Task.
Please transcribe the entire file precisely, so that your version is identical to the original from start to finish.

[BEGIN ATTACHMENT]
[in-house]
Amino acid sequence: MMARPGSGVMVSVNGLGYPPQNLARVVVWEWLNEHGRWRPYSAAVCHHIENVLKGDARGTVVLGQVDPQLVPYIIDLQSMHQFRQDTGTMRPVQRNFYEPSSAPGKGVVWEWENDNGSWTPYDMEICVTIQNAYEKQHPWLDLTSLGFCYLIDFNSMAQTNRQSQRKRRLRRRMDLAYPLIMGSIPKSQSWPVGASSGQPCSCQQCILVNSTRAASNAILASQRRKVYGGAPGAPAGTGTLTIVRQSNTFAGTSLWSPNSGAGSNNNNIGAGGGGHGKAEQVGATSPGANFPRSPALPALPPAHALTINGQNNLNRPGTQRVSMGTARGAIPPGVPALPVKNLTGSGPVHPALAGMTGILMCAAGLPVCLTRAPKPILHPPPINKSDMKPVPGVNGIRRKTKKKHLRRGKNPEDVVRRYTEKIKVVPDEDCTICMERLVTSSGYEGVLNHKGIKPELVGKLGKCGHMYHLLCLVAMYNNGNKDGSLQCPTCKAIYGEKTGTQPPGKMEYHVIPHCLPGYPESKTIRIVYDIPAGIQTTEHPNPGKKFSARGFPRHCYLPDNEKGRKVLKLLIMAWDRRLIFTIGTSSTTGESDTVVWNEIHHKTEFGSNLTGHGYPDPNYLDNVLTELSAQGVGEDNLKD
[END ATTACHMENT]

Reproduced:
[in-house]
Amino acid sequence: MMARPGSGVMVSVNGLGYPPQNLARVVVWEWLNEHGRWRPYSAAVCHHIENVLKGDARGTVVLGQVDPQLVPYIIDLQSMHQFRQDTGTMRPVQRNFYEPSSAPGKGVVWEWENDNGSWTPYDMEICVTIQNAYEKQHPWLDLTSLGFCYLIDFNSMAQTNRQSQRKRRLRRRMDLAYPLIMGSIPKSQSWPVGASSGQPCSCQQCILVNSTRAASNAILASQRRKVYGGAPGAPAGTGTLTIVRQSNTFAGTSLWSPNSGAGSNNNNIGAGGGGHGKAEQVGATSPGANFPRSPALPALPPAHALTINGQNNLNRPGTQRVSMGTARGAIPPGVPALPVKNLTGSGPVHPALAGMTGILMCAAGLPVCLTRAPKPILHPPPINKSDMKPVPGVNGIRRKTKKKHLRRGKNPEDVVRRYTEKIKVVPDEDCTICMERLVTSSGYEGVLNHKGIKPELVGKLGKCGHMYHLLCLVAMYNNGNKDGSLQCPTCKAIYGEKTGTQPPGKMEYHVIPHCLPGYPESKTIRIVYDIPAGIQTTEHPNPGKKFSARGFPRHCYLPDNEKGRKVLKLLIMAWDRRLIFTIGTSSTTGESDTVVWNEIHHKTEFGSNLTGHGYPDPNYLDNVLTELSAQGVGEDNLKD